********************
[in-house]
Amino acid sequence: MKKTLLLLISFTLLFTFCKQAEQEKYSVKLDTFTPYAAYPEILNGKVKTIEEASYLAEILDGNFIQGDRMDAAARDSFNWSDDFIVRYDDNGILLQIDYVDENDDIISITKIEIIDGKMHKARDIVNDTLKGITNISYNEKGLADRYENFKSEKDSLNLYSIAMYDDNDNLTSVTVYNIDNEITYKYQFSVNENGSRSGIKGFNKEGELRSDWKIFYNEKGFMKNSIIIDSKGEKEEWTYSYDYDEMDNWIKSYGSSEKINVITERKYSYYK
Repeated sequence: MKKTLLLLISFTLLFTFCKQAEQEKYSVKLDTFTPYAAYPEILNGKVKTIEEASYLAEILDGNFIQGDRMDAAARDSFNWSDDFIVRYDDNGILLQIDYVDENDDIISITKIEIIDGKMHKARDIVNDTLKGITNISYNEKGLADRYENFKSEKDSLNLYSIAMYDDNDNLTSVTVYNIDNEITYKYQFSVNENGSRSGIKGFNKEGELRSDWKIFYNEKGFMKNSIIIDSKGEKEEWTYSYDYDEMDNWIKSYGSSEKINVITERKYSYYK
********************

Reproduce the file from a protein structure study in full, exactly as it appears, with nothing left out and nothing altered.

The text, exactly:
[in-house]
Amino acid sequence: MKKTLLLLISFTLLFTFCKQAEQEKYSVKLDTFTPYAAYPEILNGKVKTIEEASYLAEILDGNFIQGDRMDAAARDSFNWSDDFIVRYDDNGILLQIDYVDENDDIISITKIEIIDGKMHKARDIVNDTLKGITNISYNEKGLADRYENFKSEKDSLNLYSIAMYDDNDNLTSVTVYNIDNEITYKYQFSVNENGSRSGIKGFNKEGELRSDWKIFYNEKGFMKNSIIIDSKGEKEEWTYSYDYDEMDNWIKSYGSSEKINVITERKYSYYK
Repeated sequence: MKKTLLLLISFTLLFTFCKQAEQEKYSVKLDTFTPYAAYPEILNGKVKTIEEASYLAEILDGNFIQGDRMDAAARDSFNWSDDFIVRYDDNGILLQIDYVDENDDIISITKIEIIDGKMHKARDIVNDTLKGITNISYNEKGLADRYENFKSEKDSLNLYSIAMYDDNDNLTSVTVYNIDNEITYKYQFSVNENGSRSGIKGFNKEGELRSDWKIFYNEKGFMKNSIIIDSKGEKEEWTYSYDYDEMDNWIKSYGSSEKINVITERKYSYYK